Cognitive performance in both clinical and non-clinical burnout
until further notice
Number of pages
SourceStress : The International Journal on the Biology of Stress, 17, 5, (2014), pp. 400-409
Article / Letter to editor
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SW OZ BSI AO
SW OZ DCC NRP
SW OZ BSI KLP
Stress : The International Journal on the Biology of Stress
SubjectDI-BCB_DCC_Theme 3: Plasticity and Memory; Experimental Psychopathology and Treatment; Neuropsychology and rehabilitation psychology; Work, Health and Performance; Neuro- en revalidatiepsychologie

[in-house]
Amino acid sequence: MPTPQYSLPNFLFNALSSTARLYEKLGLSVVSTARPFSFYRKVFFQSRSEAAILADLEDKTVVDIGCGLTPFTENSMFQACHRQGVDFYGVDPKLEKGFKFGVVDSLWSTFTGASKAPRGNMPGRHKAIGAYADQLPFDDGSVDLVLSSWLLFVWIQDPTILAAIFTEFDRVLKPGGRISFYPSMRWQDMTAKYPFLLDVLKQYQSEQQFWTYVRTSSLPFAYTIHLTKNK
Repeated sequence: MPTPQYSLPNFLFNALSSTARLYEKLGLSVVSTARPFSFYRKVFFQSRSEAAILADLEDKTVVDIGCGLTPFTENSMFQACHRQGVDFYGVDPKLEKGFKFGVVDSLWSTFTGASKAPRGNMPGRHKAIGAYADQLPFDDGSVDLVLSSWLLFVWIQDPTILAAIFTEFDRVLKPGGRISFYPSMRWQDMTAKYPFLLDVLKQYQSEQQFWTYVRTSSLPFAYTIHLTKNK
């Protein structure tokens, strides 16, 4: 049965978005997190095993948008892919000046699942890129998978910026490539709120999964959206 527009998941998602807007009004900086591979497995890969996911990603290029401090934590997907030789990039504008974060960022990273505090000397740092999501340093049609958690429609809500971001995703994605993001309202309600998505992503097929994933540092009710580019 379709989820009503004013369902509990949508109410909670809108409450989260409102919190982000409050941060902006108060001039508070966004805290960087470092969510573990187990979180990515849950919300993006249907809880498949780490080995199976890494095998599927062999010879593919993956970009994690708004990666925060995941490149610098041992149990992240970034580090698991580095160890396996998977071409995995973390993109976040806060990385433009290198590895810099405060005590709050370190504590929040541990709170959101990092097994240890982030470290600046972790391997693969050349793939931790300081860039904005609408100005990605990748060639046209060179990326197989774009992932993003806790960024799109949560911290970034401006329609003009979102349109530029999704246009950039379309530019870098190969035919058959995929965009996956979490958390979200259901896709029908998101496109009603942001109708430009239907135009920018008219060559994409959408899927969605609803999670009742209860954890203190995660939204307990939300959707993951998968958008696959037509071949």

Relatively little is known about cognitive performance in burnout. The aim of the present study was to further our knowledge on this topic by examining, in one study, cognitive performance in both clinical and non-clinical burnout while focusing on three interrelated aspects of cognitive performance, namely, self-reported cognitive problems, cognitive test performance, and subjective costs associated with cognitive test performance. To this aim, a clinical burnout patient group (n=33), a non-clinical burnout group (n=29), and a healthy control group (n=30) were compared on self-reported cognitive problems, assessed by a questionnaire, as well as on cognitive test performance, assessed with a cognitive test battery measuring both executive functioning and more general cognitive processing. Self-reported fatigue, motivation, effort and demands were assessed to compare the different groups on subjective costs associated with cognitive test performance. The results indicated that the clinical burnout patients reported more cognitive problems than the individuals with non-clinical burnout, who in turn reported more cognitive problems relative to the healthy controls. Evidence for impaired cognitive test performance was only found in the clinical burnout patients. Relative to the healthy controls, these patients displayed some evidence of impaired general cognitive processing, reflected in slower reaction times, but no impaired executive functioning. However, cognitive test performance of the clinical burnout patients was related to larger reported subjective costs. In conclusion, although both the clinical and the non-clinical burnout group reported cognitive problems, evidence for a relatively mild impaired cognitive test performance and larger reported subjective cost associated with cognitive test performance was only found for the clinical burnout group.
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